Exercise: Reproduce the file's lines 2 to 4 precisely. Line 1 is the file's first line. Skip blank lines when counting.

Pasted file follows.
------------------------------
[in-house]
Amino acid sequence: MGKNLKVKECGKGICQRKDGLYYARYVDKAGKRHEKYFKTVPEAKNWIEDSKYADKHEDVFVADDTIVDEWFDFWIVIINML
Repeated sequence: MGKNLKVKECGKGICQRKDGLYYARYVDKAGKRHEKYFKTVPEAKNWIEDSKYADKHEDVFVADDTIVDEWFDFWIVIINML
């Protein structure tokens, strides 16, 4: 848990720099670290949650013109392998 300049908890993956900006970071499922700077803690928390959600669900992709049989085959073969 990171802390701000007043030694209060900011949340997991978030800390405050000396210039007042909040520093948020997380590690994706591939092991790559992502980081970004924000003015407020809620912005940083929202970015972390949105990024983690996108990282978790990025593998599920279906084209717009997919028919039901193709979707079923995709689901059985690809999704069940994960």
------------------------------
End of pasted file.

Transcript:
Amino acid sequence: MGKNLKVKECGKGICQRKDGLYYARYVDKAGKRHEKYFKTVPEAKNWIEDSKYADKHEDVFVADDTIVDEWFDFWIVIINML
Repeated sequence: MGKNLKVKECGKGICQRKDGLYYARYVDKAGKRHEKYFKTVPEAKNWIEDSKYADKHEDVFVADDTIVDEWFDFWIVIINML
């Protein structure tokens, strides 16, 4: 848990720099670290949650013109392998 300049908890993956900006970071499922700077803690928390959600669900992709049989085959073969 990171802390701000007043030694209060900011949340997991978030800390405050000396210039007042909040520093948020997380590690994706591939092991790559992502980081970004924000003015407020809620912005940083929202970015972390949105990024983690996108990282978790990025593998599920279906084209717009997919028919039901193709979707079923995709689901059985690809999704069940994960």